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Emerging Technology Program launched
The Gas Technology Institute (GTI) has announced the launch of a North American industry collaborative to drive the deployment of energy-efficient emerging technologies and solutions.
The Emerging Technology Program (ETP) is focused on accelerating the commercialization and adoption of the latest end use and energy efficiency technologies. The program is designed to help companies identify and evaluate the most promising products and integrated solutions and assess their suitability for future use in the marketplace. The collaborative will leverage the collective intelligence, expertise, and funding of members from the natural gas industry to help deploy new technologies.
In the past, many technology solutions did not have the market impact that stakeholders felt that they could. “We saw a lot of good R&D happening, but less of a concerted effort to take that technology into the marketplace,” Kerr says. “With the collaborative approach, we’ll be able to approach national manufacturers and big-box retailers with a larger voice representing utilities across the U.S. and Canada.”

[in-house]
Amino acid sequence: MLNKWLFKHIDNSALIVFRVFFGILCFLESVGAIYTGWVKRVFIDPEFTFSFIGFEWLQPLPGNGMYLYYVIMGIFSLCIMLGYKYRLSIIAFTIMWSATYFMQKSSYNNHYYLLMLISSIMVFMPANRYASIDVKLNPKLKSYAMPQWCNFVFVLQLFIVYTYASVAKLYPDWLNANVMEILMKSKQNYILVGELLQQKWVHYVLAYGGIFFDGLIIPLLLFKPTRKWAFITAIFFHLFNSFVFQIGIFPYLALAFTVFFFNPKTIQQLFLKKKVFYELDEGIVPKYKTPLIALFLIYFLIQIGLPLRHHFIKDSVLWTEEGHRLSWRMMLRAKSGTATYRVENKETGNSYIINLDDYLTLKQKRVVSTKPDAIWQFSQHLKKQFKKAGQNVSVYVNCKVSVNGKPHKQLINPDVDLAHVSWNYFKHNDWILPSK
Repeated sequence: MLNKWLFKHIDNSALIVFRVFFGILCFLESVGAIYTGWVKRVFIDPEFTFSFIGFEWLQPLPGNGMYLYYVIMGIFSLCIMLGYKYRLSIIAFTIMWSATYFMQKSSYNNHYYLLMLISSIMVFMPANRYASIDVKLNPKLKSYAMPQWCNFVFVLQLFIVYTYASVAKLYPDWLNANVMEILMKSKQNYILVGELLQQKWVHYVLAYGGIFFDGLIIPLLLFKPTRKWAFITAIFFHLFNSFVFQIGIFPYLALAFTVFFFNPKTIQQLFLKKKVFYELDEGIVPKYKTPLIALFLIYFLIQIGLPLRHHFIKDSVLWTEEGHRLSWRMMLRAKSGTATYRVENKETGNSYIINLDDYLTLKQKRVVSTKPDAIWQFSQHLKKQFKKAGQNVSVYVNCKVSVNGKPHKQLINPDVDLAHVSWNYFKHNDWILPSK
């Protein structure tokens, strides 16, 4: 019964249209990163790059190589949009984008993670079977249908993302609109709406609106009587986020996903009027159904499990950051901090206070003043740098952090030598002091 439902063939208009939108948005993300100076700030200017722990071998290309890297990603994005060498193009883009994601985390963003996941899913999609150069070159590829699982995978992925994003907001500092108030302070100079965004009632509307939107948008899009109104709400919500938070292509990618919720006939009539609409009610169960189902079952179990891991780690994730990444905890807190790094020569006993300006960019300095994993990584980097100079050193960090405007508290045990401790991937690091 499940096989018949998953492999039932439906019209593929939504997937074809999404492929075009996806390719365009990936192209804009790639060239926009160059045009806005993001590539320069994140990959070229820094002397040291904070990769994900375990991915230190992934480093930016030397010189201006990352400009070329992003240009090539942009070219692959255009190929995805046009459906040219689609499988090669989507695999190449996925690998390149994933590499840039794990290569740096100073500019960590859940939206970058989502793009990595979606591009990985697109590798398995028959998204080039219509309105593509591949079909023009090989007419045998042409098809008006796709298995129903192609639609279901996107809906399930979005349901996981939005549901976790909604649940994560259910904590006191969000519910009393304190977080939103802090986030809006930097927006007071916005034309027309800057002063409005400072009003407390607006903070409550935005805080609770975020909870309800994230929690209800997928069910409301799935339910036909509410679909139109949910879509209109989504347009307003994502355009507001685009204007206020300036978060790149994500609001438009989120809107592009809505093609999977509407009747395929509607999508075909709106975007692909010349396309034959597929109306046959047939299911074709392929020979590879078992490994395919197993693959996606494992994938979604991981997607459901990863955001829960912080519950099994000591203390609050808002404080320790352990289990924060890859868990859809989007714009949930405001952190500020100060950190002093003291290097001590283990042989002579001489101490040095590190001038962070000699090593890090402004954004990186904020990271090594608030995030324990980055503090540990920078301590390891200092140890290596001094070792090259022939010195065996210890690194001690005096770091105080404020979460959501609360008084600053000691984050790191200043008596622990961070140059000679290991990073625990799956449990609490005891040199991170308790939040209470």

Southern California Gas (SoCalGas), a natural gas utility serving customers in Central and Southern California that has its own statewide emerging technology program in place, was one of the early supporters of the new North American collaborative. “Early on, we identified a need for a broad effort to foster large demonstrations to develop program data, to drive costs down, and to demonstrate to manufacturers and consumers that a particular technology works,” says Abdullah Ahmed, emerging technologies program manager at SoCalGas. “We look forward to working closely with GTI and other natural gas utilities in moving promising emerging technologies into the marketplace.”
ETP projects will assess energy use, costs and benefits, marketing opportunities and barriers, and energy savings potential for various products and processes. Plans are to conduct field demonstrations to validate the performance, efficiency, and cost-effectiveness of new technologies and program strategies. “We need larger demonstrations to collect and understand market data, while developing market infrastructure to support eventual technology deployments,” Kerr says. “A key part of developing the market will be building consumer awareness about a given technology within a region and building contractor capacity so that we can establish consumer confidence,” Kerr adds.